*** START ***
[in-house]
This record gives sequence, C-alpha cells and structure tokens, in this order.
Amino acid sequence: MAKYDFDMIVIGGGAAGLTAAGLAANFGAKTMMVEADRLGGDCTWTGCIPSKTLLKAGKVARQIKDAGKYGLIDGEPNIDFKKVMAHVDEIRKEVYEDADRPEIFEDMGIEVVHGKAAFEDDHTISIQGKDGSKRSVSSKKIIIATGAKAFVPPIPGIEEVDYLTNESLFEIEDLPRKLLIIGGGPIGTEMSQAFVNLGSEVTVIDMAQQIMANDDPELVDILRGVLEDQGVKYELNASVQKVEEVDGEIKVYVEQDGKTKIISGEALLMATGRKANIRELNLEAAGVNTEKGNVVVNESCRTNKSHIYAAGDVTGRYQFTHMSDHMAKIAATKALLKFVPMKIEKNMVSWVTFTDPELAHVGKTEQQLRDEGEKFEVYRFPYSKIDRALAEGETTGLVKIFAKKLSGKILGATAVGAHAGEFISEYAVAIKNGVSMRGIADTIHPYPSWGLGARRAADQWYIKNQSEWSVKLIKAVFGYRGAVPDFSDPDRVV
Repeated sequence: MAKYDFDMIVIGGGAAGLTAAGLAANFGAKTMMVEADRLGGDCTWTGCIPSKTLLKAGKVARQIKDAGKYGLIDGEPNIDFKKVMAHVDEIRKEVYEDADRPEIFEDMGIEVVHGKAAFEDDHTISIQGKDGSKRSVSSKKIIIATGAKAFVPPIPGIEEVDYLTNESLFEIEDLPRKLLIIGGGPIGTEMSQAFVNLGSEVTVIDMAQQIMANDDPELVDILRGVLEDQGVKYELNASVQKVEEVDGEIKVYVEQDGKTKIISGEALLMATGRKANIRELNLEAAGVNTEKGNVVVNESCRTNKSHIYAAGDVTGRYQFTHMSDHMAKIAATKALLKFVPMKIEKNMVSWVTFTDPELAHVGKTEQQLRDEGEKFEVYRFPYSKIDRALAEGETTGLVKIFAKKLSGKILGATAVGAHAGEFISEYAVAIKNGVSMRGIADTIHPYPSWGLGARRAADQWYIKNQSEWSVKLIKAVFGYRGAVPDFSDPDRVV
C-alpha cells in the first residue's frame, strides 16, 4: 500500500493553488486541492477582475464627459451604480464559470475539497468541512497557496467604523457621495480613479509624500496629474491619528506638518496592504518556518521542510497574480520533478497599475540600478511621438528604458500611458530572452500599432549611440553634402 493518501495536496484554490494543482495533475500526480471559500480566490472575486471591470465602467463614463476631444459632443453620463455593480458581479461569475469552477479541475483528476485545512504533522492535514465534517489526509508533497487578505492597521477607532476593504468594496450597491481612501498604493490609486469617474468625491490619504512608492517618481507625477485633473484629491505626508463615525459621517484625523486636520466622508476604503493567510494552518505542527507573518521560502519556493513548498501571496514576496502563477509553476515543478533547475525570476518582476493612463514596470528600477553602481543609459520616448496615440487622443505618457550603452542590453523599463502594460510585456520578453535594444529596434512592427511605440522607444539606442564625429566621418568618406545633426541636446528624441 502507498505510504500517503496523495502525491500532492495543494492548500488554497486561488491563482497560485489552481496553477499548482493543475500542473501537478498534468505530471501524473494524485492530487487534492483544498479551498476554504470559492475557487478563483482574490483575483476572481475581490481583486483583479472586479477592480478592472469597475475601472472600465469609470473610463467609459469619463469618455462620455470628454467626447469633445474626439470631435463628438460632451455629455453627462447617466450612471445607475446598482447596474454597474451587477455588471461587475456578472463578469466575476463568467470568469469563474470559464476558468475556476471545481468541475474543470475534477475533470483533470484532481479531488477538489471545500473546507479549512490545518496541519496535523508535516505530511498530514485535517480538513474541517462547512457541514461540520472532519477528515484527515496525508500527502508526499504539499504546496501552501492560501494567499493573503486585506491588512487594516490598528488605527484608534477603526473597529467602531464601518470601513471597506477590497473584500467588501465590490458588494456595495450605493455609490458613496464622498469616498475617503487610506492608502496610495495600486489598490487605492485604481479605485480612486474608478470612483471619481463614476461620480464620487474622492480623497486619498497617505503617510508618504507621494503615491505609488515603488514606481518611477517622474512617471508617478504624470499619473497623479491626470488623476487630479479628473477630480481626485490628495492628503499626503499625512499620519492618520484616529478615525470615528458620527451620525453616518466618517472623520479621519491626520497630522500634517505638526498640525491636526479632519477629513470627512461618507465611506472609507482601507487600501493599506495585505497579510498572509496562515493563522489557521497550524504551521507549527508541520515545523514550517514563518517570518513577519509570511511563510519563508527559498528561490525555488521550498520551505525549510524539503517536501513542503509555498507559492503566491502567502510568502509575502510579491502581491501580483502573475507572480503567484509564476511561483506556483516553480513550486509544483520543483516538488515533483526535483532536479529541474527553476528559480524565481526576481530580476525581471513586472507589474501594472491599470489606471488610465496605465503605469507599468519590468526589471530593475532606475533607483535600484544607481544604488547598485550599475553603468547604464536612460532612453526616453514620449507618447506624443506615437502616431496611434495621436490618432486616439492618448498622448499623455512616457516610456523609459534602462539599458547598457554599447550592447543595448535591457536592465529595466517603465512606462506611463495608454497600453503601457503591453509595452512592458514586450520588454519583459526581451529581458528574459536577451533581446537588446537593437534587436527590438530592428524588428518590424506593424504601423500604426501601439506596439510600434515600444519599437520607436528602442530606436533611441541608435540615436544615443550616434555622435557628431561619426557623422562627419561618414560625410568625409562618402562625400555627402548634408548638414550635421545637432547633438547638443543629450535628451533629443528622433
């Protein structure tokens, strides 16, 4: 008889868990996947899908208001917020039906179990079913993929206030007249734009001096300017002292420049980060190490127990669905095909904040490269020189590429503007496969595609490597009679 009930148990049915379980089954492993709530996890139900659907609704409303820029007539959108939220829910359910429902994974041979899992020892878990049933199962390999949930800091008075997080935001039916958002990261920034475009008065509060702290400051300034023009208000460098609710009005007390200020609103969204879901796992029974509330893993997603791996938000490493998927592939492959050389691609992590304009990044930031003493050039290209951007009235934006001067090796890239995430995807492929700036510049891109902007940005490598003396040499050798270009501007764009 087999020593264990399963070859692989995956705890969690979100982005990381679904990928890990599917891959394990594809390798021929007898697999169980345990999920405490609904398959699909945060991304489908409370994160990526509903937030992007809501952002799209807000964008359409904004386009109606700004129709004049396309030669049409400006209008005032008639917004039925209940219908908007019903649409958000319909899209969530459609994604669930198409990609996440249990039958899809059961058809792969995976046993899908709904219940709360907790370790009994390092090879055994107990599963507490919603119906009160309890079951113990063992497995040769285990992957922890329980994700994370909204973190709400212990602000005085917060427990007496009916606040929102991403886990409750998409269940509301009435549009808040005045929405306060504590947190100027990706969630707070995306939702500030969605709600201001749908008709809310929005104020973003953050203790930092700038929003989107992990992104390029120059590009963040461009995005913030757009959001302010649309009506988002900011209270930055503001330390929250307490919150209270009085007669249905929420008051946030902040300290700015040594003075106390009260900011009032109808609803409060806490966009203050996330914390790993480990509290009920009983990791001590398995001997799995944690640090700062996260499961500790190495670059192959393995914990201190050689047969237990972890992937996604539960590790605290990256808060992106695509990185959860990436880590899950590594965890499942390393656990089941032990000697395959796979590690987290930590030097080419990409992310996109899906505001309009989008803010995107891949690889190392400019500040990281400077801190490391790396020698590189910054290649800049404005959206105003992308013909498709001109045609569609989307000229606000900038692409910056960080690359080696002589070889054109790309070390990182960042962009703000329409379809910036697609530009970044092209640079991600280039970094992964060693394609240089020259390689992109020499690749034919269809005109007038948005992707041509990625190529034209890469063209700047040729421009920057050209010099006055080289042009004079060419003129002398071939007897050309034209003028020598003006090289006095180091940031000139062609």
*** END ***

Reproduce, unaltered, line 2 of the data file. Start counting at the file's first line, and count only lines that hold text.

This record gives sequence, C-alpha cells and structure tokens, in this order.